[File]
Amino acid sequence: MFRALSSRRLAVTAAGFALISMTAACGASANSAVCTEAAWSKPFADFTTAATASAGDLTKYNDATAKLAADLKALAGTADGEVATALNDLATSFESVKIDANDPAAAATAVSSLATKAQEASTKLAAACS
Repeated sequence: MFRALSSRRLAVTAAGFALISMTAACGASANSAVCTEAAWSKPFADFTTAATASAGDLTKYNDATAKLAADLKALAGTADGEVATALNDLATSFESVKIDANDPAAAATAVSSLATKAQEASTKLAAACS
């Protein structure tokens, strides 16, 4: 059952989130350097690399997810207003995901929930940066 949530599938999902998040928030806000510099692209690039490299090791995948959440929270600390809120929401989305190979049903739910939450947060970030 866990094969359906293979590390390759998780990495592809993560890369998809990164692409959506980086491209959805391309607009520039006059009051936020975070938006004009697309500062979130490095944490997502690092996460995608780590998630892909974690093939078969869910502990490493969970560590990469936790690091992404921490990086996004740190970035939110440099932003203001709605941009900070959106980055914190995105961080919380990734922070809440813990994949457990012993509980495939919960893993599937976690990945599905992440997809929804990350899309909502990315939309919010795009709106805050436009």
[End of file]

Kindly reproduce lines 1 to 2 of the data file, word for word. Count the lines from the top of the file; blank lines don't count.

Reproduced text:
Amino acid sequence: MFRALSSRRLAVTAAGFALISMTAACGASANSAVCTEAAWSKPFADFTTAATASAGDLTKYNDATAKLAADLKALAGTADGEVATALNDLATSFESVKIDANDPAAAATAVSSLATKAQEASTKLAAACS
Repeated sequence: MFRALSSRRLAVTAAGFALISMTAACGASANSAVCTEAAWSKPFADFTTAATASAGDLTKYNDATAKLAADLKALAGTADGEVATALNDLATSFESVKIDANDPAAAATAVSSLATKAQEASTKLAAACS